R&D on future high speed links

Radiation-hard high-speed data links play an ever-increasing role in modern HEP experiments. The state-of-the-art is the lpGBT and Versatile-Link+ ecosystem targetting the LHC Phase-II upgrades and providing data rates of 10 Gb/s. Beyond this, two lines of R&D activities have been identified to bring the performance of high-speed data links to the levels required by future detectors, namely custom opto-electronics and commercially-available FPGAs. The first of these is concentrating on the development of high-speed driver circuits for VCSELs and Silicon Photonics Modulators in synergy with research in IC technologies. The second line is to study modulation and coding schemes, and their implementation in FPGAs. More details are given below below. This R&D is pursued under the banner of the current CERN EP R&D programme on technologies for future experiments.

Silicon Photonics is a promising technology that could enable a new generation of highly-integrated, high-performance particle physics detectors.  This technology uses standard ASIC production processes to pattern light-manipulating structures onto silicon wafers, which opens the door to custom designing optoelectronic devices and circuits, and would enable higher levels of integration between optics and electronics in future.  We are investigating the radiation tolerance of devices, modelling the radiation response and working on device design to improve that tolerance and extend the reach of optical link technology into the innermost regions of future particle physics detectors.  New optical systems architectures like Wavelength Division Multiplexing are also being investigated in order to understand all of the benefits this technology can offer.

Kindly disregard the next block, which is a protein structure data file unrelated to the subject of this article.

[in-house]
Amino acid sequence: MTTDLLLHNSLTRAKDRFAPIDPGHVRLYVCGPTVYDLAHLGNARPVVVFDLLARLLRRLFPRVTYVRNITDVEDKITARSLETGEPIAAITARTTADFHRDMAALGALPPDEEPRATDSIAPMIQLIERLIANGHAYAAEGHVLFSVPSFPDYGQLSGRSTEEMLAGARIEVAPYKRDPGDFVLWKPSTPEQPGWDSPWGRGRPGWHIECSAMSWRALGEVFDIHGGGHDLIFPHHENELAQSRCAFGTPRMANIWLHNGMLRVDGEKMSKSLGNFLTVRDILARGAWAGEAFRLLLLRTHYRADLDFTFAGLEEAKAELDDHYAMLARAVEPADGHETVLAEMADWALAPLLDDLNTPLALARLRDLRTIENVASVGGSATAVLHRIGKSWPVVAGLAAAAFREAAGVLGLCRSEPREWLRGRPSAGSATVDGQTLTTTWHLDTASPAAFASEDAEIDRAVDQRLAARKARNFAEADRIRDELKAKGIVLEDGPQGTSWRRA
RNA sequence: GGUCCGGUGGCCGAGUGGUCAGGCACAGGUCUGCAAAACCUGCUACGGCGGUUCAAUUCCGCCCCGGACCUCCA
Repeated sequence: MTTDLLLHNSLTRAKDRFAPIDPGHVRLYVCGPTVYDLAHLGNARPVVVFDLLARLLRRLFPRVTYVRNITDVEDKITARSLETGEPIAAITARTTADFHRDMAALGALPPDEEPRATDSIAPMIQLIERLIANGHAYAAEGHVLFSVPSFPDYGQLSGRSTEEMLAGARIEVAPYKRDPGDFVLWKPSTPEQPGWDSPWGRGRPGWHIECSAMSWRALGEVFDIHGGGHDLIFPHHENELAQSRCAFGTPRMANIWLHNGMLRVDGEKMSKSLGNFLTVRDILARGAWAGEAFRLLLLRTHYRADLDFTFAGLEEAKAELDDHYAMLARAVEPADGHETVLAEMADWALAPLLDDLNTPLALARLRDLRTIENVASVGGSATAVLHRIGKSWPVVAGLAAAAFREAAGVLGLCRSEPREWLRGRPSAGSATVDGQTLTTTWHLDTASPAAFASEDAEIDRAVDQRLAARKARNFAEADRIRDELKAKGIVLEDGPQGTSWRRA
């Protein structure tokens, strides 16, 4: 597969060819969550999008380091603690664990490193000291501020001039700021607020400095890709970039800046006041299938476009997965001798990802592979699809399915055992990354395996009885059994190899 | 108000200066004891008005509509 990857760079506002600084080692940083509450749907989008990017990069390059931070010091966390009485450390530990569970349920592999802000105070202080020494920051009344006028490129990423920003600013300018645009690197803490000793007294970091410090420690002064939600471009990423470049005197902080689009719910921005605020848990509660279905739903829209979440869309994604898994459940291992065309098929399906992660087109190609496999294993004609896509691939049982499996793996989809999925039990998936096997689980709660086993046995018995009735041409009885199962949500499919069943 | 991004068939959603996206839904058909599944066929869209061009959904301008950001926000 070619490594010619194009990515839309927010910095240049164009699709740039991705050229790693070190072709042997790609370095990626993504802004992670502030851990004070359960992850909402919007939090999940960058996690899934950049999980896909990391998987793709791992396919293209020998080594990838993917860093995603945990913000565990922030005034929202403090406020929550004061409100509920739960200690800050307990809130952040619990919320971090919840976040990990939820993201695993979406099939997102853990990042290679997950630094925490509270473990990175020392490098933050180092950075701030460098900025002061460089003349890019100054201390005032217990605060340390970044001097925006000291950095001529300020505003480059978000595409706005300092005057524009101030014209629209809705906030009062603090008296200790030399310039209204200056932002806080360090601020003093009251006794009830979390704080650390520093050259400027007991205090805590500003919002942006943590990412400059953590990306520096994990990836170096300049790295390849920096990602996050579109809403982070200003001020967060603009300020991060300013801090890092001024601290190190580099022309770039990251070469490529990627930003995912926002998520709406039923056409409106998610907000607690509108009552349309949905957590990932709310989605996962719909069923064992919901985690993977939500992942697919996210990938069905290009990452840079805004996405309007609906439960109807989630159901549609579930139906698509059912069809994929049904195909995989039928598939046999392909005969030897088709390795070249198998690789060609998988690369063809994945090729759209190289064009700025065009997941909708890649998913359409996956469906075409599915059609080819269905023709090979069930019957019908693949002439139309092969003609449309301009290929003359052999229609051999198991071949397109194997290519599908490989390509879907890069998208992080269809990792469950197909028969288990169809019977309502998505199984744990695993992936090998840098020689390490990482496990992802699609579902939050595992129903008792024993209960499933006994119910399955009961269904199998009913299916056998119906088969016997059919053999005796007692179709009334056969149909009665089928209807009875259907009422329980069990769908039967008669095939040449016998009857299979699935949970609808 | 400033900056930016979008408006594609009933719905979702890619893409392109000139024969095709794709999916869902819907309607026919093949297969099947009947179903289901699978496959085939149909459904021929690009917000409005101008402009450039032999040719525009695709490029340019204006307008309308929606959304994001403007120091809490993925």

Contact: Jan Troska


 CERN silicon-photonics prototype chip (left) and ring-modulator structure (right).

FPGAs are excellent back-end counterparts to the high-speed custom ASICs of the future detectors. The performance of high-end state-of-the-art FPGAs and commercial optical modules is already reaching line data rates of more than 50 Gbps and are characterized in this project. Specific standards like PAM-4 are investigated and encoding schemes are studied in order to identify potential candidates for future high-speed links, and provide practical tools and inputs to the ASIC design and testing activity.

Contact: Sophie Baron


 Electrical PAM-4 eye diagrams generated by an FPGA.